What's in my Bag?

February 14, 2008

Being the middle of the month, I've just reached deadline for another article for that Chinese travel magazine, World Vision. I didn't bother to post the article I wrote last month to this travelogue. That one was a general overview of CouchSurfing: I think I've already talked enough about CouchSurfing in other posts to my site.

I adapted this month's article from an e-mail message I sent to my brother, Alan. Alan is in the middle of a six-month sabbatical, studying Spanish and traveling throughout South America. Before leaving, he asked me to send him a good packing list. I listed out everything I had in my bag at the time. I realized it might be interesting reading also for people who read about my travels regularly, both on-line and in print.

Think back to the last time you took an overnight trip away from home. What all did you pack into your bag?

Then, upon coming back home from that trip, did you open your bag to take things out which you had packed, but never used? Perhaps there might have been a book which you intended to read, yet never opened. Perhaps there were changes of clothing, shoes, or even snacks bought specifically for that journey--which never came out of the bag. If you're like me--and many other people I know--unpacking from a trip inevitably means thinking, "Why did I bring so much stuff? The next time I travel, I'll pack less..."

Now, imagine that you're preparing to leave China for a journey of several months. You're not planning to return for at least half-a-year, everything you need for over six months of daily life on the road will be inside that bag. What do you decide to bring for a trip like that? What can you decide to leave behind?

This is the exact situation I found myself in when setting off on my present journey. Last summer, I embarked on a trip I've long dreamt of making: traveling overland from China, continuing on as far west as possible without taking a plane. I knew that my route would cross certain countries of Central Asia, the Middle East, and Europe. However, when I left my Urumqi home, I wasn't sure what my destination would be: perhaps London or Portugal.

At this moment, I'm still traveling. Over this entire trip I have carried just one small backpack to contain all of my things. It's taken me years to work out a system of what to bring and what to leave behind on journeys, be they long or short. I'd like to offer my perspective on how to travel with a lighter load, presented through a glimpse into the bag which I have carried since beginning my trip in China, six months ago.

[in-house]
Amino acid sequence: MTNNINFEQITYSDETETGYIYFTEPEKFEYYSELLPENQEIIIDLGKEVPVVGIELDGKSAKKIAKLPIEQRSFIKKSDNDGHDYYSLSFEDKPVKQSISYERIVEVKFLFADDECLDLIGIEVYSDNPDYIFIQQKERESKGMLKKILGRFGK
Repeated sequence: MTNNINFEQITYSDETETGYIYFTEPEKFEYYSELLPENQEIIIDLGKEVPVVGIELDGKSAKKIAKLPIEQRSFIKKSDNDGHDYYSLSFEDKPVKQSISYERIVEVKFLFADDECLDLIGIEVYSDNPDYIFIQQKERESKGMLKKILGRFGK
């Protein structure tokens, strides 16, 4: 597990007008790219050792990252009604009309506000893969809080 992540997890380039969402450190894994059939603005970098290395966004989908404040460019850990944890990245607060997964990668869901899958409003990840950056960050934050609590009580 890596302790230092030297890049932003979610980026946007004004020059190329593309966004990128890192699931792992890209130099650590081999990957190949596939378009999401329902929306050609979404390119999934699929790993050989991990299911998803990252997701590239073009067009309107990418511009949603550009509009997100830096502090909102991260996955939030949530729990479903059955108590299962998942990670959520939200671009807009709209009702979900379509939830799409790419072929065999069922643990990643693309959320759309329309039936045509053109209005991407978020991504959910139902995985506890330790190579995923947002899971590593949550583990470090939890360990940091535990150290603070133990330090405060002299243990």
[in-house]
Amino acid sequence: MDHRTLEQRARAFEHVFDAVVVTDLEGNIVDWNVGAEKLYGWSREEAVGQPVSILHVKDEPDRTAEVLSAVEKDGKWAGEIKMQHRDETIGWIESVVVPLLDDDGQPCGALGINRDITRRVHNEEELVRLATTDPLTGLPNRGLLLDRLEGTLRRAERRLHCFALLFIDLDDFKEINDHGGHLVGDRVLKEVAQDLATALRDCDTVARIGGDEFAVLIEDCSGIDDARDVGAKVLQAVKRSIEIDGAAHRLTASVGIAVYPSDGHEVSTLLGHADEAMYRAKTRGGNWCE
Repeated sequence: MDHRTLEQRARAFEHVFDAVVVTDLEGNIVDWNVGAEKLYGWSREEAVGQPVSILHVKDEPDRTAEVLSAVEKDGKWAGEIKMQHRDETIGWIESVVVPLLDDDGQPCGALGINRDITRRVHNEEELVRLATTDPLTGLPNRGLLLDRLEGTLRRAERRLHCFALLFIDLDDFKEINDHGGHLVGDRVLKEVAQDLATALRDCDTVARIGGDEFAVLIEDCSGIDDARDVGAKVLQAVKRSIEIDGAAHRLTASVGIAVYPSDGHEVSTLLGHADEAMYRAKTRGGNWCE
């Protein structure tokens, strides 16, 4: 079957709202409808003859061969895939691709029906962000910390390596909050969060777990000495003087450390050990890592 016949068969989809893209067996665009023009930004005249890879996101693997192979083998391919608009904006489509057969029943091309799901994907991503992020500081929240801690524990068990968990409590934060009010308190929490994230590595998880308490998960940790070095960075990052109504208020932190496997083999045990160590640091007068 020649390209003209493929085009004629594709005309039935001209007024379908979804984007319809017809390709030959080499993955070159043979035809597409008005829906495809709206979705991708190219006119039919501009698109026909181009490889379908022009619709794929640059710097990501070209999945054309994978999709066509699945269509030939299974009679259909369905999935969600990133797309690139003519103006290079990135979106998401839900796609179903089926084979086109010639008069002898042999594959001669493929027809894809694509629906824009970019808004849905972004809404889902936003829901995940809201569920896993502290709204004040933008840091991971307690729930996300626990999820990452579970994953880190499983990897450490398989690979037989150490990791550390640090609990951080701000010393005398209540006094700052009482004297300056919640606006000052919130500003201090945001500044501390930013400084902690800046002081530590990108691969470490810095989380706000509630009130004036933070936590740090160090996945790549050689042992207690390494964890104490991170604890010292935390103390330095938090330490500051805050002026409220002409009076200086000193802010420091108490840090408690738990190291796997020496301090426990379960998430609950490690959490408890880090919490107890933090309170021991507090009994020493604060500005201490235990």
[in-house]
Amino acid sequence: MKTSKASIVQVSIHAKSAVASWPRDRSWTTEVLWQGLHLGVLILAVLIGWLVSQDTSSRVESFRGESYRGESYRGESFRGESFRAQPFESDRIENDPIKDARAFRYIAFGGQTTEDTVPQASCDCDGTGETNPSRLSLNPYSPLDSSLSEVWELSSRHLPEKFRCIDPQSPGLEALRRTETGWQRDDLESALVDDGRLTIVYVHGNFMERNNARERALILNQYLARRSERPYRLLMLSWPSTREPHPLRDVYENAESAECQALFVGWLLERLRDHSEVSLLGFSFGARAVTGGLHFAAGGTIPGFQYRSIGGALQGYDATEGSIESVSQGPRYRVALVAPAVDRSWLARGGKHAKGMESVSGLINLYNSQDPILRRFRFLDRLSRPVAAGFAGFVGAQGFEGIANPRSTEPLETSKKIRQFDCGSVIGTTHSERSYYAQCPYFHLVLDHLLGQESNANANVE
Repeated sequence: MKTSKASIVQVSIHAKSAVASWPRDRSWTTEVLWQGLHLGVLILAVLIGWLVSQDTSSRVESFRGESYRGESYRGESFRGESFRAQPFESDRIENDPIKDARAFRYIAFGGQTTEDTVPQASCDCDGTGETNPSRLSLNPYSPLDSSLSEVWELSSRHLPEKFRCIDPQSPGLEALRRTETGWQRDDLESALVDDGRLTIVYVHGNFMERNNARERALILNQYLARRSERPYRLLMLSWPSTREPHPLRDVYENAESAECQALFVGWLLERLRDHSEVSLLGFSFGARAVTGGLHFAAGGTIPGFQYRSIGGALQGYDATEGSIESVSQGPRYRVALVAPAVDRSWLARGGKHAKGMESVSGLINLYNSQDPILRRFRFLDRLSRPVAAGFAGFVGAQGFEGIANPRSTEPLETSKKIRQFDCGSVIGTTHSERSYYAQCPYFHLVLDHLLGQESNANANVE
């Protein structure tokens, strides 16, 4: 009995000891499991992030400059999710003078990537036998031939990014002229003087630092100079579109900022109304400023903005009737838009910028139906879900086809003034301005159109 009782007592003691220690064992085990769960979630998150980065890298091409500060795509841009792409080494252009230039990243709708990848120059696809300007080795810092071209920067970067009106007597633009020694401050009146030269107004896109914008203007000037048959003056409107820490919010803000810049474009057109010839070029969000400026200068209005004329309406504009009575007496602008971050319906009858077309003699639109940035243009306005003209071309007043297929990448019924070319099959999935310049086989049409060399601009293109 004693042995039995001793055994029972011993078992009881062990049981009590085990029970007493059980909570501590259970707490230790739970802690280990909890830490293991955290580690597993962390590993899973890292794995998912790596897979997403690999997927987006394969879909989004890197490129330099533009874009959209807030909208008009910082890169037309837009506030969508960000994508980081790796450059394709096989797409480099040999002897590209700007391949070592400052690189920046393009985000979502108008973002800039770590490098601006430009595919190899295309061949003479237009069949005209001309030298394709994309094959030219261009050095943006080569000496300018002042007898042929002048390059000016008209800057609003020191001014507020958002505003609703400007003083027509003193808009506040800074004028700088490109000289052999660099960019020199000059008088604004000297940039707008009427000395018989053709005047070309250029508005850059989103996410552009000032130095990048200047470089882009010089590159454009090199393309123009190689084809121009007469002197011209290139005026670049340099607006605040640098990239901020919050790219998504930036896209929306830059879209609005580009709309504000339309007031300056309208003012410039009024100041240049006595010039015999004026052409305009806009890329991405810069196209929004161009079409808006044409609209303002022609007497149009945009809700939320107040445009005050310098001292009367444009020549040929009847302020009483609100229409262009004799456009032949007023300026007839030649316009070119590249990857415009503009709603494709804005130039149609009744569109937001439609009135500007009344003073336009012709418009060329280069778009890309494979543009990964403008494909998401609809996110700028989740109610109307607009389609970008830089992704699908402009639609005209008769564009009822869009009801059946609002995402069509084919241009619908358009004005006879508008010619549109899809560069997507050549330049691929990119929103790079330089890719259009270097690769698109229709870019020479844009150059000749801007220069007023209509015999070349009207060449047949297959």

Before I present the contents of "What's in My Bag?", a disclaimer: though my trip has been long and has covered many countries, each traveler's list of necessities will vary. Different people make different journeys with different aims. My style of travel is largely to spend time in cities and areas of historical interest. I do enjoy getting out into beautiful natural settings every so often, but that's not how I spend most of my time. I therefore carry no special equipment: there are no hiking boots, tents, or sleeping bags in my backpack.

I've composed two lists: the first list covers the items I would take on any extended trip. The second is the "optional" list, covering items that might be nice to have, but don't have to be brought along. The main reason I've included them is because they are all items which happen to be in my bag presently.



All the items below are things I have at the moment in my backpack, but wouldn't consider essential:

I've just finished my overland journey from China. My ultimate destination wound up being neither London nor Portugal--not even Europe, if fact. I did skirt across several European countries, but have found my terminal overland point to be on yet another continent: I'm presently sipping sweet mint tea at a streetside cafe in Marrakesh, Morocco. I've made it from China to Africa by land, without taking a single flight.

From this long detailed list of everything I carry, it might sound like my the size of bag would be tremendous. However, it's no larger than the kind of bag in which students might carry books to school. Try using this packing list when preparing for your next trip, adding essential items and ignoring the things you won't need. Be it a visit of a few days to relatives across the country, or a journey of several years around the world, I'm certain you'll find yourself well-prepared.

One final piece of travel advice: you really need less than you think.